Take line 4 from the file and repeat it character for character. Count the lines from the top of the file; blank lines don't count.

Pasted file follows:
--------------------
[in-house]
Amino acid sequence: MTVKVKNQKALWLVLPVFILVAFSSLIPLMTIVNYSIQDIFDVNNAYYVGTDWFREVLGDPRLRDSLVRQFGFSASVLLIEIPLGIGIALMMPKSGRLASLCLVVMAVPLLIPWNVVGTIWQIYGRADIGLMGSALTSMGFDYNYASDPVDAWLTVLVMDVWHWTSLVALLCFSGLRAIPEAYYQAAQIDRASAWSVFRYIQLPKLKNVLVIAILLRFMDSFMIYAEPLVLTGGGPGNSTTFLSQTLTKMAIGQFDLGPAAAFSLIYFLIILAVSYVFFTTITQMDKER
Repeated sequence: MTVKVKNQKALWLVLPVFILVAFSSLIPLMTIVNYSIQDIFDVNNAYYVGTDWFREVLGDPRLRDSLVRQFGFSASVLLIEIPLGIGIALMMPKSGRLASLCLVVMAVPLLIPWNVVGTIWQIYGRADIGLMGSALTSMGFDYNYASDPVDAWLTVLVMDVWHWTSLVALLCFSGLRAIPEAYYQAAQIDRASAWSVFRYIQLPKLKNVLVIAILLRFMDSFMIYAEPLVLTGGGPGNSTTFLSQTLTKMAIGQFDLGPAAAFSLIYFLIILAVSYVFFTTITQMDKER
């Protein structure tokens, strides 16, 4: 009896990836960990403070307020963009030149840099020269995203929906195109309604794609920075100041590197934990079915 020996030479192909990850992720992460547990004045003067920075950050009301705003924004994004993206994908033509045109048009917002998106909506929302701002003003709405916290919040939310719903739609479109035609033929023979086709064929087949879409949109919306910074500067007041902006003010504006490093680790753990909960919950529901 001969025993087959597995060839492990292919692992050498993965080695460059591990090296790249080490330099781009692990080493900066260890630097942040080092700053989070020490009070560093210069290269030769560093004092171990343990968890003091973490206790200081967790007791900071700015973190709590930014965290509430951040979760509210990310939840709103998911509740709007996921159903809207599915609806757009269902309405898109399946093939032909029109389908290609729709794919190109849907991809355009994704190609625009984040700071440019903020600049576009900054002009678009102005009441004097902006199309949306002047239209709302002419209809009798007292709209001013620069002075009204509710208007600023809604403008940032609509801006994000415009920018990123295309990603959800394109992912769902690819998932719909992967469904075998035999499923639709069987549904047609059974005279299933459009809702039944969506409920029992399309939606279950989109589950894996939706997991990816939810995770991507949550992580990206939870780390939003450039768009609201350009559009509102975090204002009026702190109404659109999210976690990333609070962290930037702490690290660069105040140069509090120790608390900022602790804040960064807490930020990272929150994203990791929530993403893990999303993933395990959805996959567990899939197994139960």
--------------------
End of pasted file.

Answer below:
């Protein structure tokens, strides 16, 4: 009896990836960990403070307020963009030149840099020269995203929906195109309604794609920075100041590197934990079915 020996030479192909990850992720992460547990004045003067920075950050009301705003924004994004993206994908033509045109048009917002998106909506929302701002003003709405916290919040939310719903739609479109035609033929023979086709064929087949879409949109919306910074500067007041902006003010504006490093680790753990909960919950529901 001969025993087959597995060839492990292919692992050498993965080695460059591990090296790249080490330099781009692990080493900066260890630097942040080092700053989070020490009070560093210069290269030769560093004092171990343990968890003091973490206790200081967790007791900071700015973190709590930014965290509430951040979760509210990310939840709103998911509740709007996921159903809207599915609806757009269902309405898109399946093939032909029109389908290609729709794919190109849907991809355009994704190609625009984040700071440019903020600049576009900054002009678009102005009441004097902006199309949306002047239209709302002419209809009798007292709209001013620069002075009204509710208007600023809604403008940032609509801006994000415009920018990123295309990603959800394109992912769902690819998932719909992967469904075998035999499923639709069987549904047609059974005279299933459009809702039944969506409920029992399309939606279950989109589950894996939706997991990816939810995770991507949550992580990206939870780390939003450039768009609201350009559009509102975090204002009026702190109404659109999210976690990333609070962290930037702490690290660069105040140069509090120790608390900022602790804040960064807490930020990272929150994203990791929530993403893990999303993933395990959805996959567990899939197994139960």